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Japan’s aging population brings about new needs, one of which would be healthcare and nursing for the elderly. The demographic challenge to the country renders favorable employment opportunities for workers in the practice. Supplemented with lighter immigration restrictions, foreign nurses are given the chance to enter the Japanese workforce.
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By 2060, it is expected that Japan's elderly population will comprise up to 40% of its population. This impending demographic shift that is gradually unfolding entails a change as well on the workforce that will be in charge of supporting it. In the past decades, Japan opened its doors for skilled foreign workers to fulfill the high demands in the industries; now, Japan welcomes a workforce in the healthcare sector. This includes doctors, practitioners, care givers, and of course, nurses.
※ Ministry of Health, Labour and Welfare, "Long-Term Care Insurance System of Japan," p.1
The Japanese government anticipated the trajectory of the aging society. From the late 1980’s up to the early 2000s, various healthcare and welfare programs were enacted that would promote the entry of foreign nurses to the country. And such programs are still being improved and enacted today. It is expected that with the entry of this workforce that a comprehensive care system for the aging population is realized. Nurses will be distributed to healthcare facilities such as hospitals and clinics, home-based nursing, and community-based care facilities.
※ World Health Organization, "Japan Health System Review," p. 85-86
A nurse is an individual who provides care for a person with injuries and illnesses. They are also tasked to oversee or assist medical treatments provided to the patient. This overall job description encompasses other related roles such as managing the welfare of an aged person. Currently, the surge for demands of foreign nurses in Japan will be tasked especially to deal with the latter job description. On average, nurses in Japan earn an average of 5.25 million yen annually, where an experienced regular nurse licensed by the Minister of Health, Labour and Welfare by taking the national exam is paid approximately 5.86 million yen per year and an associate nurse, who has a license from the prefecture, is paid an average of 4.81 million yen. However, these numbers of course depend on years of experience and location.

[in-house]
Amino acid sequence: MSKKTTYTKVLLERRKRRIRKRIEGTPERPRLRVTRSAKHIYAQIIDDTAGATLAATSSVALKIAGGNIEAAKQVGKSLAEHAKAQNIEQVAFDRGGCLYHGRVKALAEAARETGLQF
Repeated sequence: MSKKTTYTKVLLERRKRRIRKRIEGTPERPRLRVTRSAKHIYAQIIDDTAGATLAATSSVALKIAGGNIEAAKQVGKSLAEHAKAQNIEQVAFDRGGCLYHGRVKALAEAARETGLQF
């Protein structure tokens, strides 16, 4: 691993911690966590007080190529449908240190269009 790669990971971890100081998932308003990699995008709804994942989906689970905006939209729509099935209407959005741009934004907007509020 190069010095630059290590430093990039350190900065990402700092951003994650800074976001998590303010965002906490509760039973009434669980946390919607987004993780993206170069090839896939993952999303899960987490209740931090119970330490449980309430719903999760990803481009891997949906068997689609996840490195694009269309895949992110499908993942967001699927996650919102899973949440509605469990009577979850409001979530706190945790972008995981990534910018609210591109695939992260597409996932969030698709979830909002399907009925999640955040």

※ Heikinnenshu, "Nurse's annual salary"
Prospective applicants can apply through recruiting firms in their respective countries. For example, in the Philippines, the Philippine Overseas Employment Administration has a directory of legitimate human resource firms that arrange employment opportunities to foreign countries such as Japan. The designation may vary depending upon the placement by the recruiting firm. Nurses in Japan can work in a hospital, private or public, and other facilities such as aged care residences and home-based care facilities.
However, applicants should acquire the following qualifications before proceeding with the job. Take note that some of the qualifications are contingent on the training period. Japanese law provides a definite requirement for foreigners who intend to pursue a nursing career in Japan.
To begin with, working as a foreign nurse in Japan is demanding. Nurses undergo years of education and training with the field before acquiring the eligibility for licensure. As provided by Japanese law, foreign nurses can enter the healthcare workforce of Japan if they are able to pass the national nursing examination regardless of their license in their home countries.
Japan’s national nursing examination is basically an assessment for the examinee’s nursing skills and nursing terminology proficiency in the Japanese language. The evaluation aims to gauge the capability of the candidate in managing and performing their roles as a nurse in Japan. However, take note that the element of language proficiency evaluation in this exam is different from the Japanese language proficiency test because it is a separate qualification requirement.